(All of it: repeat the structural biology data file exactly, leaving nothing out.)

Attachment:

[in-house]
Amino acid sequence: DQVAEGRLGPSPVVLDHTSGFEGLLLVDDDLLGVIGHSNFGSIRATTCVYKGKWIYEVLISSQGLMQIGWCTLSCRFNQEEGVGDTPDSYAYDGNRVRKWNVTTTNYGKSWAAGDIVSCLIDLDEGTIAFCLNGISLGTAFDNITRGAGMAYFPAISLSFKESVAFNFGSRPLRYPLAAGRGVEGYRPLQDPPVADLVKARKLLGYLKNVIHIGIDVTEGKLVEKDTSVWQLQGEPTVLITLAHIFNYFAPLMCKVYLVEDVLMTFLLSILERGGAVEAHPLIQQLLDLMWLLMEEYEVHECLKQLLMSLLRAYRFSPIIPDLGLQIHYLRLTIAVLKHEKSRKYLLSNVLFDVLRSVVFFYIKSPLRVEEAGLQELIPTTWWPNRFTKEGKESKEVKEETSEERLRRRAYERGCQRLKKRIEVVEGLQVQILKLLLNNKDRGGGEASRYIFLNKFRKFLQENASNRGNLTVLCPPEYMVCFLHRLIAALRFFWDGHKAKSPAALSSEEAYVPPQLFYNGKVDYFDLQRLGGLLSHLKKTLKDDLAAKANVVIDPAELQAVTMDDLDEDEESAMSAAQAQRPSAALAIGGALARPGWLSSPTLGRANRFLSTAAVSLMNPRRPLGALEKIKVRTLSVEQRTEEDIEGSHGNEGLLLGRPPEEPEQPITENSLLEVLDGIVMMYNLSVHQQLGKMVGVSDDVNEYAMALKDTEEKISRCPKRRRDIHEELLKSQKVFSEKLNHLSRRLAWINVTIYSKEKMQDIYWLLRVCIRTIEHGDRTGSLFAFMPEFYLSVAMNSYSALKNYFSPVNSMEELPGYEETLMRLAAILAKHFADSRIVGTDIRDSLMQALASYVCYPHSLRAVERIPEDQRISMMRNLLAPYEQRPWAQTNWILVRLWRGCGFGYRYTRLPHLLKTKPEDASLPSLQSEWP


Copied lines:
[in-house]
Amino acid sequence: DQVAEGRLGPSPVVLDHTSGFEGLLLVDDDLLGVIGHSNFGSIRATTCVYKGKWIYEVLISSQGLMQIGWCTLSCRFNQEEGVGDTPDSYAYDGNRVRKWNVTTTNYGKSWAAGDIVSCLIDLDEGTIAFCLNGISLGTAFDNITRGAGMAYFPAISLSFKESVAFNFGSRPLRYPLAAGRGVEGYRPLQDPPVADLVKARKLLGYLKNVIHIGIDVTEGKLVEKDTSVWQLQGEPTVLITLAHIFNYFAPLMCKVYLVEDVLMTFLLSILERGGAVEAHPLIQQLLDLMWLLMEEYEVHECLKQLLMSLLRAYRFSPIIPDLGLQIHYLRLTIAVLKHEKSRKYLLSNVLFDVLRSVVFFYIKSPLRVEEAGLQELIPTTWWPNRFTKEGKESKEVKEETSEERLRRRAYERGCQRLKKRIEVVEGLQVQILKLLLNNKDRGGGEASRYIFLNKFRKFLQENASNRGNLTVLCPPEYMVCFLHRLIAALRFFWDGHKAKSPAALSSEEAYVPPQLFYNGKVDYFDLQRLGGLLSHLKKTLKDDLAAKANVVIDPAELQAVTMDDLDEDEESAMSAAQAQRPSAALAIGGALARPGWLSSPTLGRANRFLSTAAVSLMNPRRPLGALEKIKVRTLSVEQRTEEDIEGSHGNEGLLLGRPPEEPEQPITENSLLEVLDGIVMMYNLSVHQQLGKMVGVSDDVNEYAMALKDTEEKISRCPKRRRDIHEELLKSQKVFSEKLNHLSRRLAWINVTIYSKEKMQDIYWLLRVCIRTIEHGDRTGSLFAFMPEFYLSVAMNSYSALKNYFSPVNSMEELPGYEETLMRLAAILAKHFADSRIVGTDIRDSLMQALASYVCYPHSLRAVERIPEDQRISMMRNLLAPYEQRPWAQTNWILVRLWRGCGFGYRYTRLPHLLKTKPEDASLPSLQSEWP